News | Yukon River Quest Introduces Experimental SUP Class

Lina Augaitis performs the first documented SUP expedition of the Yukon River. Will she repeat her journey for the 2016 YRQ? Photo: Andrew Dye

Lina Augaitis performs the first documented SUP expedition of the Yukon River. Will she repeat her journey for the 2016 YRQ? Photo: Andrew Dye

News | Yukon River Quest Introduces Experimental SUP Class for 2016

For nearly two decades, the Yukon River Quest has upheld its legacy as one of the most revered adventure and endurance races in paddlesports. Held June 29 through July 3 every year, the YRQ is the longest annual paddle race in the world. Its course begins at the source of the Yukon River in Whitehorse, Canada, and runs downriver through 444 miles of Yukon Territory to Dawson City. Its completion is recognized by canoeists and kayakers as one of the community’s most honorable accomplishments.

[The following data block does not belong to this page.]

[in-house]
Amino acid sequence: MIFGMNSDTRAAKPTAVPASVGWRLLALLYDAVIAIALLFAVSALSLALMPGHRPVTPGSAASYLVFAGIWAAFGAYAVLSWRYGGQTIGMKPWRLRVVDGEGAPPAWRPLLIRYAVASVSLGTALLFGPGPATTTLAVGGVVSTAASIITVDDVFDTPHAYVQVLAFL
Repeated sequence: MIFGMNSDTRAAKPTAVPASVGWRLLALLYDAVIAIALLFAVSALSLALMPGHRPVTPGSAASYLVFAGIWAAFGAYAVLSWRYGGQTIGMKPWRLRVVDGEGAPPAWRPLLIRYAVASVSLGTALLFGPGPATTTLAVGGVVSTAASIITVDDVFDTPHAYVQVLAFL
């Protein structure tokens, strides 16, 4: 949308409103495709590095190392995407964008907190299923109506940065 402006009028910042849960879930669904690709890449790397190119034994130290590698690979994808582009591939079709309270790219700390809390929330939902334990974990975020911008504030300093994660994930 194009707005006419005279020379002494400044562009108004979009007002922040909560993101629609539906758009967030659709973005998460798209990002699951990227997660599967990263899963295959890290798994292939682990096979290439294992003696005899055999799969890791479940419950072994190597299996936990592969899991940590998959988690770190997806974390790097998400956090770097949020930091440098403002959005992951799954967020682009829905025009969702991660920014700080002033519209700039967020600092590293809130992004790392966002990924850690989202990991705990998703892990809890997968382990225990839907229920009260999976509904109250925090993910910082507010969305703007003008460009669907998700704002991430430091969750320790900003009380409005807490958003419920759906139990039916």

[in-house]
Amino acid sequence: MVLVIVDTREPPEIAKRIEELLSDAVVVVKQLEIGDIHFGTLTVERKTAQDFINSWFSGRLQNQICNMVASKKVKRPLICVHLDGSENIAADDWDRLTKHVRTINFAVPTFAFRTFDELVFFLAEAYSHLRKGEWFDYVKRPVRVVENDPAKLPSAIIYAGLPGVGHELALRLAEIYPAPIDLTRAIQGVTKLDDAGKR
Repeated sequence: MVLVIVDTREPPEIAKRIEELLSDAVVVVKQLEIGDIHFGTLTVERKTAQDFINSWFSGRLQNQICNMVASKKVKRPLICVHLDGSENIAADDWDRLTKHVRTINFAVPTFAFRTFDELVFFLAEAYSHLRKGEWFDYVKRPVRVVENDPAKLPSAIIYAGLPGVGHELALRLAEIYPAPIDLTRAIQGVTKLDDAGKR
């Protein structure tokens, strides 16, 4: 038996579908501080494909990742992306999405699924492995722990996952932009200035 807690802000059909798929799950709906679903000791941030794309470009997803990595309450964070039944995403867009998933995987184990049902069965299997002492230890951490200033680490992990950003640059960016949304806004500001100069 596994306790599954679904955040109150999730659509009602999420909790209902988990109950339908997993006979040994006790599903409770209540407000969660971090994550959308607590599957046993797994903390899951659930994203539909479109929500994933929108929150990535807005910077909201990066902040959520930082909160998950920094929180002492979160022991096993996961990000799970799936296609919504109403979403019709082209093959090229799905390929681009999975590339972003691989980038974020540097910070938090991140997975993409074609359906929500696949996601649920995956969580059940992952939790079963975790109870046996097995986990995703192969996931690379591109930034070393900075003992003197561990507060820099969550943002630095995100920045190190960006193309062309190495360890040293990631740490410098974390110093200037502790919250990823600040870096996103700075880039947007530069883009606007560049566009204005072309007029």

With SUP’s  relatively recent spike in popularity as a vessel for river and distance expeditions, registration for the Yukon River Quest is now open to standup paddleboarders for the first time in the event’s history.

“(The SUP) class is experimental so we can see if enough of these craft can meet our cutoff times and finish the race without taxing our safety team and volunteers,” said YRQ media director, Jeff Brady. “There will be no prize money in this class this year, but finishers will receive finisher pins and be listed in our results.”

The SUP division of the 2016 Yukon River Quest is limited to ten entrants, so if you’re hoping to get involved, register now! Applicants will be considered on a case-by-case basis, and must submit a race resume for evaluation. Only standup paddlers with extensive experience in racing and adventure paddling will be allowed to participate. Registration is now open for the June 29th through July 3rd race, so don’t wait!

For more info and to register, visit the Yukon River Quest website.

To read about the first documented SUP expedition on the Yukon River, check out Lina Augaitis’ blog post from her journey.

More on the Yukon River.